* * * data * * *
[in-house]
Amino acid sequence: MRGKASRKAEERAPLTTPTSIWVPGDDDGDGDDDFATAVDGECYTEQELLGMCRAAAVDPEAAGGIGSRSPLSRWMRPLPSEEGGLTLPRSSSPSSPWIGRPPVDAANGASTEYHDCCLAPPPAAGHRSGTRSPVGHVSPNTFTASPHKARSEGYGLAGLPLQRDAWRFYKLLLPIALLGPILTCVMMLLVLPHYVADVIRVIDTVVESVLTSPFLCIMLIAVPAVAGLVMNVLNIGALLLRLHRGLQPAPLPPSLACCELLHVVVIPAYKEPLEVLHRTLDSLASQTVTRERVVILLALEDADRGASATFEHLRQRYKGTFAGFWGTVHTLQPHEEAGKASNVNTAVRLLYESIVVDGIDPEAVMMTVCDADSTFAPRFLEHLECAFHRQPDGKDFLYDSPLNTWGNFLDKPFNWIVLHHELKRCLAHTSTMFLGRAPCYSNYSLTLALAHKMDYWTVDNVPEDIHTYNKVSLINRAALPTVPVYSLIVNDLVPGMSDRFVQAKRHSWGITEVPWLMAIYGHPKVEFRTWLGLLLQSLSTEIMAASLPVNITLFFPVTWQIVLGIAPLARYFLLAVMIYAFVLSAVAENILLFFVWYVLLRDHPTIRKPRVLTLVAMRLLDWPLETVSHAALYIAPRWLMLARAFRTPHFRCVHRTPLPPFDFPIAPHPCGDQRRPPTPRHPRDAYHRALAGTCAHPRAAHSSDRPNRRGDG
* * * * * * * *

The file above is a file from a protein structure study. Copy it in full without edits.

[in-house]
Amino acid sequence: MRGKASRKAEERAPLTTPTSIWVPGDDDGDGDDDFATAVDGECYTEQELLGMCRAAAVDPEAAGGIGSRSPLSRWMRPLPSEEGGLTLPRSSSPSSPWIGRPPVDAANGASTEYHDCCLAPPPAAGHRSGTRSPVGHVSPNTFTASPHKARSEGYGLAGLPLQRDAWRFYKLLLPIALLGPILTCVMMLLVLPHYVADVIRVIDTVVESVLTSPFLCIMLIAVPAVAGLVMNVLNIGALLLRLHRGLQPAPLPPSLACCELLHVVVIPAYKEPLEVLHRTLDSLASQTVTRERVVILLALEDADRGASATFEHLRQRYKGTFAGFWGTVHTLQPHEEAGKASNVNTAVRLLYESIVVDGIDPEAVMMTVCDADSTFAPRFLEHLECAFHRQPDGKDFLYDSPLNTWGNFLDKPFNWIVLHHELKRCLAHTSTMFLGRAPCYSNYSLTLALAHKMDYWTVDNVPEDIHTYNKVSLINRAALPTVPVYSLIVNDLVPGMSDRFVQAKRHSWGITEVPWLMAIYGHPKVEFRTWLGLLLQSLSTEIMAASLPVNITLFFPVTWQIVLGIAPLARYFLLAVMIYAFVLSAVAENILLFFVWYVLLRDHPTIRKPRVLTLVAMRLLDWPLETVSHAALYIAPRWLMLARAFRTPHFRCVHRTPLPPFDFPIAPHPCGDQRRPPTPRHPRDAYHRALAGTCAHPRAAHSSDRPNRRGDG